A doctor friend of mine (a prepper who has a book on Amazon) went to a church sponsored trap shoot and took his son. His son who had never fire a gun before out performed them all. Bottom line, some people are naturals and just don't need all the practice. I am not that good but I don't practice due to inconvenience and expense. I will do some backyard plinking after I get a TCR22.
 

·
Nemo me impune lacessit
Joined
·
2,642 Posts
Eddie T my wife was like that. I was going to teach her how to use a handgun. She use to hunt with her dad with a shotgun. She had never fired a handgun. I taught her about sight picture. Placed six clays on the side of the woodpile. We backed up about 25 feet. She broke 6 out of 6. So much for teaching her. She is a natural. I never worried about her when I went on duty for the county police department and left her alone at night.
 

·
Ultranationalist
Joined
·
12,878 Posts
The boys were playing with their toys, a can was fixed in the bank across the creek as a target. My wife came out of the house to get something out of the car. She watched a couple of shots and asked her Dad, can I try that? He handed her his S&W .38 special, she took it and in a one handed stance took aim and shot the can, handed the gun back to her Dad and went on to to the car.

The next time I saw her shoot, a mouse was robbing a bird feeder I had set on a stump behind the house. I had tried a few times to hit the mouse with a Crosman 760 BB gun with no luck. I was doing something else when she announced in a trembling voice that she thought she had hit the mouse. I disposed of the dead mouse and as to my recollection she never shot the gun again.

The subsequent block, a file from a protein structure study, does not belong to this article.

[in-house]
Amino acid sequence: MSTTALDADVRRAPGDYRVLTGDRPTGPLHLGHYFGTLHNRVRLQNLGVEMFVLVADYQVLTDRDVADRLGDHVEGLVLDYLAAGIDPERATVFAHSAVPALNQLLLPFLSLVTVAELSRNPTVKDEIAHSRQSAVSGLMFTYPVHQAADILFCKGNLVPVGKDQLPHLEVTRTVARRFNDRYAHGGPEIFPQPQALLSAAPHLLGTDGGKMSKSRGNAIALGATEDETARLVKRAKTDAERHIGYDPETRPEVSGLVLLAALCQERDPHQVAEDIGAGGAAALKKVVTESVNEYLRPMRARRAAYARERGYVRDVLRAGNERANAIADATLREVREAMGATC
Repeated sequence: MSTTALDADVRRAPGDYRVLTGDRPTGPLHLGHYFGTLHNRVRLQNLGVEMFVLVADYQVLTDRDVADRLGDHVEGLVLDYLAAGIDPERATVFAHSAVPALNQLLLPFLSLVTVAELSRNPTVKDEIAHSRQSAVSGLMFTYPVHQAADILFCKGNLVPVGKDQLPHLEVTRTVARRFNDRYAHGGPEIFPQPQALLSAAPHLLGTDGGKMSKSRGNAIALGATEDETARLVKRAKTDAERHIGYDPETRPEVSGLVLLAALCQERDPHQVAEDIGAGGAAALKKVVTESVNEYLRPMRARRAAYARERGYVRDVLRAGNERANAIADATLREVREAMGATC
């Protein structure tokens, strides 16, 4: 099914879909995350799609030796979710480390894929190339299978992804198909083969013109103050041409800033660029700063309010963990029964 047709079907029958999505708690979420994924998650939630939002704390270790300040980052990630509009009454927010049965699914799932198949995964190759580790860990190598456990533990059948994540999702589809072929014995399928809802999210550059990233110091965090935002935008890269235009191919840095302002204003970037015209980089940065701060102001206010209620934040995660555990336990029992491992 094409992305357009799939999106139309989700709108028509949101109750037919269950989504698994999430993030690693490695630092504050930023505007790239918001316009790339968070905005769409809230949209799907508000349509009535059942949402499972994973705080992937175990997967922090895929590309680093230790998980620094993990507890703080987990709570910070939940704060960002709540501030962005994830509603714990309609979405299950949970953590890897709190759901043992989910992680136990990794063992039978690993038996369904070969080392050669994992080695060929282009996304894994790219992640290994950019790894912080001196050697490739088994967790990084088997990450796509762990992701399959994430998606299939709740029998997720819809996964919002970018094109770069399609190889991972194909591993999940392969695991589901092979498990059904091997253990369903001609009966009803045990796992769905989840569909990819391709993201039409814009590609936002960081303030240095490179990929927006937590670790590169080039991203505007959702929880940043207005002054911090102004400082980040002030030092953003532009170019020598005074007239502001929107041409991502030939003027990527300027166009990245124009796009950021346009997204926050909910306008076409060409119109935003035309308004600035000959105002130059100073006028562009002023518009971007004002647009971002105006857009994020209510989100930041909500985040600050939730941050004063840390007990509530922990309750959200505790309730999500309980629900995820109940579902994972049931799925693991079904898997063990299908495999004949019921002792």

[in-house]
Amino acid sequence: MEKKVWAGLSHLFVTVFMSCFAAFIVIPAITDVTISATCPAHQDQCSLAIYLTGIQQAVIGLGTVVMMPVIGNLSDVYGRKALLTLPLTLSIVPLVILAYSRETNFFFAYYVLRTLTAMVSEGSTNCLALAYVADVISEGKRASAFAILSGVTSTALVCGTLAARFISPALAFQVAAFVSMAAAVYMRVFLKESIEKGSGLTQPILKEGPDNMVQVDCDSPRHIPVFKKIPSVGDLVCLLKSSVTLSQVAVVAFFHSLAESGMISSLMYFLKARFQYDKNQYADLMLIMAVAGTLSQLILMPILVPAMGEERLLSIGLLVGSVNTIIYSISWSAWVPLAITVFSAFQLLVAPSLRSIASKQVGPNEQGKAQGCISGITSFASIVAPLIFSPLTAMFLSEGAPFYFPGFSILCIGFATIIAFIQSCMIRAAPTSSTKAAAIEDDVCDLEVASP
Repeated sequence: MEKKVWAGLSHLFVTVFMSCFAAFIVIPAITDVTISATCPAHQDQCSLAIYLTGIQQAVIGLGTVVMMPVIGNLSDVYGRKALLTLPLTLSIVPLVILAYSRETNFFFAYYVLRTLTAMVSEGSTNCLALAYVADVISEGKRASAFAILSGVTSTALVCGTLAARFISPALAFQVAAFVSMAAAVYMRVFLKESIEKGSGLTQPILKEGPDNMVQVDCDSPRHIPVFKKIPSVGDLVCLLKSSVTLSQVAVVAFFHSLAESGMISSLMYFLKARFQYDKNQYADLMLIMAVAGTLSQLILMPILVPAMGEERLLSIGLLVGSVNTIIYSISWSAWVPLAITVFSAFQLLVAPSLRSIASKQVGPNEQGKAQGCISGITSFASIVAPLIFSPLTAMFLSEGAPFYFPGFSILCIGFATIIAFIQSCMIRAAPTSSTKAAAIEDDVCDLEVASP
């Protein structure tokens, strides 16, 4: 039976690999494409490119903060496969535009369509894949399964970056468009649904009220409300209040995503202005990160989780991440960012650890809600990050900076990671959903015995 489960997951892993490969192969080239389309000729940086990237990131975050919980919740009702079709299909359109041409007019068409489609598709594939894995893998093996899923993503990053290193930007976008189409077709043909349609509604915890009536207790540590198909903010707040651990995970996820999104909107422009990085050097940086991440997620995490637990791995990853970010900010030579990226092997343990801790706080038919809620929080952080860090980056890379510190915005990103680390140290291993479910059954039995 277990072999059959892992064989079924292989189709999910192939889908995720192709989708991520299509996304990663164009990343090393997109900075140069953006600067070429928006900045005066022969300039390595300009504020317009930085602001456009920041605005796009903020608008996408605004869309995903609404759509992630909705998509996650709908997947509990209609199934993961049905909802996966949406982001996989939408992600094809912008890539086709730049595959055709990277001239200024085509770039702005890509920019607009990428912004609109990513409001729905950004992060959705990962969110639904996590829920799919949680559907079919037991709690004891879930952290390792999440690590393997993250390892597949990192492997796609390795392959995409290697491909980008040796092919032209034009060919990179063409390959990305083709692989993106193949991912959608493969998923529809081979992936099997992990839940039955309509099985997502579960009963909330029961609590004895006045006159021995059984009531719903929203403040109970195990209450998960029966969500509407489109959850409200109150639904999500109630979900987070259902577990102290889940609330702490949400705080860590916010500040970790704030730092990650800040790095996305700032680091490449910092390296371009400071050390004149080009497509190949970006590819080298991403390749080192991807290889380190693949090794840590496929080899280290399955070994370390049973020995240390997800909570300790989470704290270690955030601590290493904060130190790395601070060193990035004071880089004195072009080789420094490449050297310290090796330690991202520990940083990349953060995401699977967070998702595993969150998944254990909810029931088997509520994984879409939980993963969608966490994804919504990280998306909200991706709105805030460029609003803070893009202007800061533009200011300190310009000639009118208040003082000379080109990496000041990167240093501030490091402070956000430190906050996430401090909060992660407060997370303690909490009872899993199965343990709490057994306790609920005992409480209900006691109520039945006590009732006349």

Those are the only times I am aware of in her entire life that she fired any type of gun, only two shots and both on target. I bought her a Rossi .38 special, she never fired it but I knew she could. I told her if she ever had to point it at an intruder not to hesitate or she might lose the gun and her life. The need never arose.
The need never arose? Like past-tense? Could it not still possibly arise?
 

·
Ultranationalist
Joined
·
12,878 Posts
The kills that stayed with me over the years were those from a hunt for snow geese near Churchhill, Manitoba. That was probably 25 years ago. Snow geese are different from Canadian geese and ducks in that they mate for life. If you shoot one, the mate follows it as it spirals down. The mate then tries to protect it on the ground. It was very difficult to chase the mate away and not very sporting to shoot them on the ground. I never went back for snow geese again.

The only deer kills that bothered me were from a hunt where we were not seeing anything in the area. I had two antlerless permits. On the second day, two yearlings came romping through the woods. They appeared to be playing. The first shot took one down. It simply collapsed. The second one stood there shaking uncontrollably. It didn't run. It just stood there, looking at its friend. I took that one, as well.

The reactions from some animals remind me they are sometimes more than prey or a few meals.

My wife has always been a good shot. She shot a nice buck the first time I took her deer hunting. She's also good at trap shooting. If she doesn't get the clay pigeon on the first shot, she almost always gets it with a second before it hits the ground.
I guess that would be enough for me to not hunt snow geese.
 

·
Registered
Joined
·
9,681 Posts
We butchered several hundred chickens, a cow, and a pig each year. So I learned by watching how to do it with a knife first. We got good at assembly line butchering as small kids.